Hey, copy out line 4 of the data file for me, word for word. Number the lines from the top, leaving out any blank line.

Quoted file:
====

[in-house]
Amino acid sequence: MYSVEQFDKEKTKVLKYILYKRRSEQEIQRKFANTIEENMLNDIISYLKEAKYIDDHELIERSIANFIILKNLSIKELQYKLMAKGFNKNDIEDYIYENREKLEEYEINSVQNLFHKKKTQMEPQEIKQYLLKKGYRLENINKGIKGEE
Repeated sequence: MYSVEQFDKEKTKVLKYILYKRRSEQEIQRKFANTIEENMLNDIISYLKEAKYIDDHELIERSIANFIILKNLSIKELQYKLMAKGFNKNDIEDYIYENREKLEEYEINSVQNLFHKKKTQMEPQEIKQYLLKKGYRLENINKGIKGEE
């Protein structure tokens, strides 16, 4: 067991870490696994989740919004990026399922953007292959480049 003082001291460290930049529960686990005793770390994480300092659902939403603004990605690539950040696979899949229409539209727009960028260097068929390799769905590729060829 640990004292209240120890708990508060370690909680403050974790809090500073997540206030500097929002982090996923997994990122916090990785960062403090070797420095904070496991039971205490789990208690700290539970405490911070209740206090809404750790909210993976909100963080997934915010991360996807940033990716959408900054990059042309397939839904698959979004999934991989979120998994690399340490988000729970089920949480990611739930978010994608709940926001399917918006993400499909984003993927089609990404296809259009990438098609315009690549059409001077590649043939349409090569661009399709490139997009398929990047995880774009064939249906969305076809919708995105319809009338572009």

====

């Protein structure tokens, strides 16, 4: 067991870490696994989740919004990026399922953007292959480049 003082001291460290930049529960686990005793770390994480300092659902939403603004990605690539950040696979899949229409539209727009960028260097068929390799769905590729060829 640990004292209240120890708990508060370690909680403050974790809090500073997540206030500097929002982090996923997994990122916090990785960062403090070797420095904070496991039971205490789990208690700290539970405490911070209740206090809404750790909210993976909100963080997934915010991360996807940033990716959408900054990059042309397939839904698959979004999934991989979120998994690399340490988000729970089920949480990611739930978010994608709940926001399917918006993400499909984003993927089609990404296809259009990438098609315009690549059409001077590649043939349409090569661009399709490139997009398929990047995880774009064939249906969305076809919708995105319809009338572009």